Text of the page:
In this work, we focused on the metal-oxide component of the hybrid dielectric. We prepared thin films of aluminum oxide (AlOx) by exposing the surface of vacuum-deposited aluminum films to a capacitively coupled radio-frequency (13.56 MHz) plasma in pure, low-pressure oxygen and investigated the extent to which the properties of the resulting AlOx films can be tuned by adjusting two of the parameters of the plasma-oxidation process, namely the plasma power and the duration of the plasma exposure. We varied the plasma power from 10 to 300 W and the plasma duration from 10 to 1800 s and studied how this affects the properties of the AlOx films and those of organic TFTs in which these AlOx films serve either as the gate dielectric or as the first component of a hybrid AlOx/SAM gate dielectric. The thickness of the plasma-grown AlOx films was determined by transmission electron microscopy (TEM). For both the bare-AlOx and the hybrid AlOx/SAM dielectrics, we measured the unit-area capacitance, the leakage-current density, the surface properties and the current–voltage characteristics of organic TFTs fabricated in the inverted staggered (bottom-gate, top-contact) architecture using the vacuum-deposited small-molecule semiconductor dinaphtho[2,3-b:2′,3′-f]thieno[3,2-b]thiophene (DNTT)49,50,51 and analyzed the effects of the plasma parameters on these material and device characteristics.

## Results and discussion

### Thickness of plasma-grown AlOx films

Figure 1a shows a cross-sectional TEM image of a specimen prepared on a silicon substrate by repeating the deposition of 30-nm-thick aluminum and the plasma-assisted oxidation of the aluminum surface five times, each time with a different combination of plasma power and plasma duration. During each transfer of the substrate from the metal-deposition system to the plasma system, the aluminum surface was necessarily exposed to ambient air, causing the spontaneous formation of a native oxide film with a thickness of approximately 3 nm on the aluminum surface52. The TEM image indicates that after the plasma-assisted oxidation, the aluminum oxide films have a thickness of approximately 4.3 to 7.3 nm, depending on the plasma parameters. (The method of extracting the thickness of the AlOx films from the TEM image is detailed in Fig. S1).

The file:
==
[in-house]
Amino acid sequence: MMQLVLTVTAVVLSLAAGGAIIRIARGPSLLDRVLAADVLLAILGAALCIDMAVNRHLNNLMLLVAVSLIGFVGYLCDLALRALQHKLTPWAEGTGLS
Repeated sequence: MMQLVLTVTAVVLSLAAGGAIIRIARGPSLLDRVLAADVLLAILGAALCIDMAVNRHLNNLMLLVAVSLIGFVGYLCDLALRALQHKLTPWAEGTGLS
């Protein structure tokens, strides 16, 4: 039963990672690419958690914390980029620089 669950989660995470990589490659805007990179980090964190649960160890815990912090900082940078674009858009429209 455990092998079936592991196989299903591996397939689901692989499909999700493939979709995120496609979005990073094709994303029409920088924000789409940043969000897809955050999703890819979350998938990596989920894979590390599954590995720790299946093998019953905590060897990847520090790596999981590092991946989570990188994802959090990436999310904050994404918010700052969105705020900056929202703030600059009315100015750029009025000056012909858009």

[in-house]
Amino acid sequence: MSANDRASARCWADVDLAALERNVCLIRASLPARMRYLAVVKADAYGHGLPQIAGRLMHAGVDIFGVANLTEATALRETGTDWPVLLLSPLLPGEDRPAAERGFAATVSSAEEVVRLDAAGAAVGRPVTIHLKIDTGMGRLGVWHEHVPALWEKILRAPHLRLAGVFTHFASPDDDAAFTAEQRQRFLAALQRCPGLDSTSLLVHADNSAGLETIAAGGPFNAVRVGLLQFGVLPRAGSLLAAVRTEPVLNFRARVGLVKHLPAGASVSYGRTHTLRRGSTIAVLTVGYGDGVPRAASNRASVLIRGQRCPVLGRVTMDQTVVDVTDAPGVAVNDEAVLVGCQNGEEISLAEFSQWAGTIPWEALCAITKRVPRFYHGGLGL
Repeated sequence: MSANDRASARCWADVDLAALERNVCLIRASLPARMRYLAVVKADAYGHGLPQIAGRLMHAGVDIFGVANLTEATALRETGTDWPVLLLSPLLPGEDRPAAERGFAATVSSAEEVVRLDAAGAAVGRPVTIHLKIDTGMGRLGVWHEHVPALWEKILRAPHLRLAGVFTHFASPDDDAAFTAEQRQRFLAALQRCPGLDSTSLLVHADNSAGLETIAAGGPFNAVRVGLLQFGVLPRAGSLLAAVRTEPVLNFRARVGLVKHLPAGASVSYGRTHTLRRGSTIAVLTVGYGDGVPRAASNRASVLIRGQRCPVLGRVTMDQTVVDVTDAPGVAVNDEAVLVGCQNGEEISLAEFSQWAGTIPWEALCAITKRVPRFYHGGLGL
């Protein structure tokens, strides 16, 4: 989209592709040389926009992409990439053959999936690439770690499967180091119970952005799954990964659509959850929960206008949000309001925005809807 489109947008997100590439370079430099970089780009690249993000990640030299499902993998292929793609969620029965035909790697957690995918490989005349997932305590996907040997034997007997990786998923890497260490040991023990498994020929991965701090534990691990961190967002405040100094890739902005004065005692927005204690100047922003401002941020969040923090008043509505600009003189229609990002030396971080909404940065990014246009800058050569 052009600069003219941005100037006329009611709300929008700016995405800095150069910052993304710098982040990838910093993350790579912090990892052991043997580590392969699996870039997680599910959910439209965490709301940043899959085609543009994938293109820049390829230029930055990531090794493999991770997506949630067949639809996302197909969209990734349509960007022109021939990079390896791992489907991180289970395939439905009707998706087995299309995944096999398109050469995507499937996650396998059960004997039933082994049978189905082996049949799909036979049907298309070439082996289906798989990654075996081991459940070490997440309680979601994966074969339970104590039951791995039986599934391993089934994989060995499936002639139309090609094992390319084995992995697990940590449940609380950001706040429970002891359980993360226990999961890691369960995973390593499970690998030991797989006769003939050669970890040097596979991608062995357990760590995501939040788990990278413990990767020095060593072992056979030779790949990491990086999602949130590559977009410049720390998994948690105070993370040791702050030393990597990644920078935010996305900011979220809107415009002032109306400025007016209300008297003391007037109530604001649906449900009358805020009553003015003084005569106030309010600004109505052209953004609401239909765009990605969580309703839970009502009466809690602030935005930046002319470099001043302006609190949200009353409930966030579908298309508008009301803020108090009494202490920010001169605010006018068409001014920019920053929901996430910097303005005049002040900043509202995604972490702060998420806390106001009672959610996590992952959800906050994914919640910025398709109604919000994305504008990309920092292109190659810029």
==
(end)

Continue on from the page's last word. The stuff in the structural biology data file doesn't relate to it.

The lower limit of this thickness range (4.3 nm) is thus larger by approximately 1.3 nm than the thickness of the native oxide. Although this increase in the oxide thickness produced by the plasma process is quite small, it is of critical importance for the proper operation of organic TFTs in which these dielectrics are used as the gate insulator. Figure S2 shows the measured transfer characteristics of DNTT TFTs fabricated using bare-AlOx and hybrid AlOx/SAM gate dielectrics based on native aluminum oxide (obtained without plasma process), and as can be seen, these TFTs either do not show a field effect (bare AlOx) or suffer from prohibitively large gate currents (hybrid AlOx/SAM dielectric).

The relation between the plasma parameters and the thickness of the plasma-grown AlOx films extracted from the TEM image is illustrated in Fig. 1b. As expected, both a larger plasma power (by virtue of a higher kinetic energy of the oxygen radicals impinging on the oxide surface) and a longer plasma duration (by virtue of a larger number of incident radicals) result in thicker AlOx films.

### Electrical properties of plasma-grown AlOx dielectrics

To investigate how the electrical properties of plasma-grown AlOx dielectrics and of hybrid AlOx/SAM dielectrics are affected by the plasma parameters, we fabricated metal–insulator–metal capacitors and bottom-gate, top-contact DNTT TFTs with dielectrics prepared using fifteen different combinations of plasma power (ranging from 10 to 300 W) and plasma duration (ranging from 10 to 1800 s). The devices were fabricated on silicon substrates coated with 100-nm-thick silicon dioxide. For the bottom electrode of the capacitors and the gate electrode of the TFTs, aluminum with a thickness of 30 nm and a root-mean-square surface roughness of less than 1 nm (measured by AFM53) was deposited by vacuum evaporation. AlOx was produced by plasma oxidation, SAMs of n-tetradecylphosphonic acid were formed from solution, and DNTT was deposited by vacuum sublimation. For the top electrode of the capacitors and the source/drain contacts of the TFTs, gold was deposited by vacuum evaporation. Schematic cross sections and photographs of the capacitors and TFTs and the chemical structures of n-tetradecylphosphonic acid and DNTT are shown in Fig. 2.